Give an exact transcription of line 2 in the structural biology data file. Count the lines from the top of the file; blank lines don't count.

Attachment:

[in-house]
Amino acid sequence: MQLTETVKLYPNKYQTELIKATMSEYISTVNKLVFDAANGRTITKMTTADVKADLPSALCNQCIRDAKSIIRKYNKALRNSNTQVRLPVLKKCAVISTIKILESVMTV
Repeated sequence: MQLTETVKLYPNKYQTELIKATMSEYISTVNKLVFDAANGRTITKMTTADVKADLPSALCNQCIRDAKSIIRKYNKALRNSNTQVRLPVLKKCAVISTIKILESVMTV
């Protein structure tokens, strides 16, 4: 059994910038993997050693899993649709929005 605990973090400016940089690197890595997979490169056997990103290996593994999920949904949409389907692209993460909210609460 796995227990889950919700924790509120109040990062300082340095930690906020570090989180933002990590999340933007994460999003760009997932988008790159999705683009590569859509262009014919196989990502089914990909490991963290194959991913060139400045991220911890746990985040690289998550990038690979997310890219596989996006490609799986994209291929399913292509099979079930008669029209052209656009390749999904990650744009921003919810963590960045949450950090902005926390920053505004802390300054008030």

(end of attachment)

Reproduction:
Amino acid sequence: MQLTETVKLYPNKYQTELIKATMSEYISTVNKLVFDAANGRTITKMTTADVKADLPSALCNQCIRDAKSIIRKYNKALRNSNTQVRLPVLKKCAVISTIKILESVMTV